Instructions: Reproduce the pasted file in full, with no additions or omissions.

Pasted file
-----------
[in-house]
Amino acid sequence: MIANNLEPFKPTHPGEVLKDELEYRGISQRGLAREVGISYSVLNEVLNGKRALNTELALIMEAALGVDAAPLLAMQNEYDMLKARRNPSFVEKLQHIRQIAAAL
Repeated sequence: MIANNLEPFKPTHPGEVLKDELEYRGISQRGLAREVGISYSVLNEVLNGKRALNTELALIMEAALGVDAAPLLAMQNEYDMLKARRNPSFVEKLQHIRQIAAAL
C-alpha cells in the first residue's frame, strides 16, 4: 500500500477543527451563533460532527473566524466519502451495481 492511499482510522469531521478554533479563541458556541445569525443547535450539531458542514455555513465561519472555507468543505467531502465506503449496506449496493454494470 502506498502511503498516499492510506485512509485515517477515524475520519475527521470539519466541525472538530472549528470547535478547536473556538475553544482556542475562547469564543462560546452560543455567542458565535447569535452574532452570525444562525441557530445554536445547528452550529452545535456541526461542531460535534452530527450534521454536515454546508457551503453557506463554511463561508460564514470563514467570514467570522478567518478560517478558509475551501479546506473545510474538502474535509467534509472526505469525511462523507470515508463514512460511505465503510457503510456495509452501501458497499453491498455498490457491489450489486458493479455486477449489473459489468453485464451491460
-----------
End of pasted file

[in-house]
Amino acid sequence: MIANNLEPFKPTHPGEVLKDELEYRGISQRGLAREVGISYSVLNEVLNGKRALNTELALIMEAALGVDAAPLLAMQNEYDMLKARRNPSFVEKLQHIRQIAAAL
Repeated sequence: MIANNLEPFKPTHPGEVLKDELEYRGISQRGLAREVGISYSVLNEVLNGKRALNTELALIMEAALGVDAAPLLAMQNEYDMLKARRNPSFVEKLQHIRQIAAAL
C-alpha cells in the first residue's frame, strides 16, 4: 500500500477543527451563533460532527473566524466519502451495481 492511499482510522469531521478554533479563541458556541445569525443547535450539531458542514455555513465561519472555507468543505467531502465506503449496506449496493454494470 502506498502511503498516499492510506485512509485515517477515524475520519475527521470539519466541525472538530472549528470547535478547536473556538475553544482556542475562547469564543462560546452560543455567542458565535447569535452574532452570525444562525441557530445554536445547528452550529452545535456541526461542531460535534452530527450534521454536515454546508457551503453557506463554511463561508460564514470563514467570514467570522478567518478560517478558509475551501479546506473545510474538502474535509467534509472526505469525511462523507470515508463514512460511505465503510457503510456495509452501501458497499453491498455498490457491489450489486458493479455486477449489473459489468453485464451491460